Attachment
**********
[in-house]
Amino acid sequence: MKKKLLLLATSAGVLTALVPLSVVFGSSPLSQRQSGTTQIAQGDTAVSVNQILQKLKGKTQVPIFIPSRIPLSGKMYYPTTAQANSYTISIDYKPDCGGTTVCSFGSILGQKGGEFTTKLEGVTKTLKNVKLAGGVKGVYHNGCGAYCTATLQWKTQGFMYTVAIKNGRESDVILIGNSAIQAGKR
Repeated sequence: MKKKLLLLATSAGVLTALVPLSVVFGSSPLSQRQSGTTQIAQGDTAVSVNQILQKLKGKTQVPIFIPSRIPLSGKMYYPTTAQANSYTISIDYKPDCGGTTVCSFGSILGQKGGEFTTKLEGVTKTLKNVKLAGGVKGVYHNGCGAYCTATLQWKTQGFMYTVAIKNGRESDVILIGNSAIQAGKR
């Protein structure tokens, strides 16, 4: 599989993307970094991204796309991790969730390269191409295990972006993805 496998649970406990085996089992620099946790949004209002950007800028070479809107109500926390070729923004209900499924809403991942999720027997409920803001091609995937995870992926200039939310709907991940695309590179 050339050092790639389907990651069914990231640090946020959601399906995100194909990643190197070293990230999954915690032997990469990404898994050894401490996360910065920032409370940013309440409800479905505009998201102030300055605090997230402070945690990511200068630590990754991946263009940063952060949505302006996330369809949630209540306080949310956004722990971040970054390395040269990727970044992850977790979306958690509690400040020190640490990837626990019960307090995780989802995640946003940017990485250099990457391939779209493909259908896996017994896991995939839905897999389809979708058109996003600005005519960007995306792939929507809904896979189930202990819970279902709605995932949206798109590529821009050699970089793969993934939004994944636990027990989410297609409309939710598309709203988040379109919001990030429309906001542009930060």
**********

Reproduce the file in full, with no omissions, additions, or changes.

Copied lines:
[in-house]
Amino acid sequence: MKKKLLLLATSAGVLTALVPLSVVFGSSPLSQRQSGTTQIAQGDTAVSVNQILQKLKGKTQVPIFIPSRIPLSGKMYYPTTAQANSYTISIDYKPDCGGTTVCSFGSILGQKGGEFTTKLEGVTKTLKNVKLAGGVKGVYHNGCGAYCTATLQWKTQGFMYTVAIKNGRESDVILIGNSAIQAGKR
Repeated sequence: MKKKLLLLATSAGVLTALVPLSVVFGSSPLSQRQSGTTQIAQGDTAVSVNQILQKLKGKTQVPIFIPSRIPLSGKMYYPTTAQANSYTISIDYKPDCGGTTVCSFGSILGQKGGEFTTKLEGVTKTLKNVKLAGGVKGVYHNGCGAYCTATLQWKTQGFMYTVAIKNGRESDVILIGNSAIQAGKR
């Protein structure tokens, strides 16, 4: 599989993307970094991204796309991790969730390269191409295990972006993805 496998649970406990085996089992620099946790949004209002950007800028070479809107109500926390070729923004209900499924809403991942999720027997409920803001091609995937995870992926200039939310709907991940695309590179 050339050092790639389907990651069914990231640090946020959601399906995100194909990643190197070293990230999954915690032997990469990404898994050894401490996360910065920032409370940013309440409800479905505009998201102030300055605090997230402070945690990511200068630590990754991946263009940063952060949505302006996330369809949630209540306080949310956004722990971040970054390395040269990727970044992850977790979306958690509690400040020190640490990837626990019960307090995780989802995640946003940017990485250099990457391939779209493909259908896996017994896991995939839905897999389809979708058109996003600005005519960007995306792939929507809904896979189930202990819970279902709605995932949206798109590529821009050699970089793969993934939004994944636990027990989410297609409309939710598309709203988040379109919001990030429309906001542009930060």